Learning From The Best: Waxeye

Waxeye - thrumylennz

The Waxeyes have been loving the Kowhai tree right outside our window. They are cute little birds that flit around.

This shot is simply stunning. The yellow bird with the bright yellow foreground really makes you look twice! The colours are amazing and not too saturated, just enough for the image to pop! The focus is dead on the eye and beak of the bird too which is perfect - You don't want the focus to be on the body as there's a big chance the head then won't be in focus due to the shallow depth of field when using a 150mm-600mm lens.

Shooting any wildlife is hard but this is especially true when it comes to photographing birds as they’re quick, relatively small, and get scared easily. That’s why you can’t always frame your shots to the best of your liking.

The composition in this image is not by any means bad, but it could be improved in-post to make the bird stand out more and eliminate any doubt of what the focal point in the image is. Since most people tend to look more from left to right (because of how we read), placing the bird on the left side of the image would draw more attention to it – This can be done in-post by simply mirroring the image.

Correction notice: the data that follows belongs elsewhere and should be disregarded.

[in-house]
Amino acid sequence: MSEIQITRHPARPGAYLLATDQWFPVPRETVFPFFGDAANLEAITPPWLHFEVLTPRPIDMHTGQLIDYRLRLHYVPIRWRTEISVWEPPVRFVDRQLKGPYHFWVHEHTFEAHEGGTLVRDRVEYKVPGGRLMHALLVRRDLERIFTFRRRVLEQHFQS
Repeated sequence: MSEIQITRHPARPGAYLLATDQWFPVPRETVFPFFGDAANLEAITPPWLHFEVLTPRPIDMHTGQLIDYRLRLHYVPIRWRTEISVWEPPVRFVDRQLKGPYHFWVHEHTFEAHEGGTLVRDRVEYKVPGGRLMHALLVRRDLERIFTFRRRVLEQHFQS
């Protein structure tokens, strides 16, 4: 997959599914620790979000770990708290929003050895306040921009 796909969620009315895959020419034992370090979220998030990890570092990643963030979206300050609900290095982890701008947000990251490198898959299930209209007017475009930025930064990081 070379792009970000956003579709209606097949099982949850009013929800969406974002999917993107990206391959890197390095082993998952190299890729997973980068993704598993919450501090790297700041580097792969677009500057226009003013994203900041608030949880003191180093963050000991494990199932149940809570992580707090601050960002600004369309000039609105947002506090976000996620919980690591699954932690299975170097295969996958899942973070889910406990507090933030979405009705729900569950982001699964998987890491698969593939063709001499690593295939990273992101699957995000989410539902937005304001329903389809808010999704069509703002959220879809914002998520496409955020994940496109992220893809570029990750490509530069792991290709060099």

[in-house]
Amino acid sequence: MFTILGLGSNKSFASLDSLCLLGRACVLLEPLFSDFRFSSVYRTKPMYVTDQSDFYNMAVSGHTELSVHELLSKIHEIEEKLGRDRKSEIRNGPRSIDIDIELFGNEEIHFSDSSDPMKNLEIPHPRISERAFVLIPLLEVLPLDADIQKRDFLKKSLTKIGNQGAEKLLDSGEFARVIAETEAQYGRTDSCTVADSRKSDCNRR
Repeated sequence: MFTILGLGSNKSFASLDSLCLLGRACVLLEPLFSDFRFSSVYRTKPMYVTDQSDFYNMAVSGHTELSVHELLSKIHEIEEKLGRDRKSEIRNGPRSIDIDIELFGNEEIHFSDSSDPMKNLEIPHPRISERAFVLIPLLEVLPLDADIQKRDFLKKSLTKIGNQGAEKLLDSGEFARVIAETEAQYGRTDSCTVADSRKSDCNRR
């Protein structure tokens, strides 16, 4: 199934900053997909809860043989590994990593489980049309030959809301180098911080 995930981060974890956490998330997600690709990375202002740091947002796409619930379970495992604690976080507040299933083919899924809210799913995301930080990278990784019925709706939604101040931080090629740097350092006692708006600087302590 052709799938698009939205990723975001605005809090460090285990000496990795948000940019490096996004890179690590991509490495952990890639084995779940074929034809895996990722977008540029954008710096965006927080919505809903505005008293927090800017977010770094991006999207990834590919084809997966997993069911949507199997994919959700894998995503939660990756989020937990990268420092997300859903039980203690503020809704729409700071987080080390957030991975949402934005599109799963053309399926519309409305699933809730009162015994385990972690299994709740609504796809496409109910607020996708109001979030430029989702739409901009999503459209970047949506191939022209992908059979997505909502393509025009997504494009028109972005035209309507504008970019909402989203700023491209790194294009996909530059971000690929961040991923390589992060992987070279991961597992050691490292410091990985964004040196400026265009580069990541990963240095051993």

If you feel inspired to go out and photograph birds after seeing this wonderful shot, keep these top tips in mind:

  1. Make sure your shutter speed is faster than the birds' wings to avoid motion blur.

  2. Use a tight aperture to try and counter the already shallow depth of field from a telephoto lens.

  3. Try to keep your ISO as low as possible but don’t be afraid of bumping it to get a better shot.

  4. Always be in control of your autofocus by manually picking the focus points, using the eye, or if further away, the head as your focus points.

  5. It is best to switch to continuous focus in case the bird moves or turns its head

  6. Take every shot you can, even if you don’t think it will turn out good, a bird can always change its mind and fly away so take advantage of every second that you have it in your viewfinder!

© Excio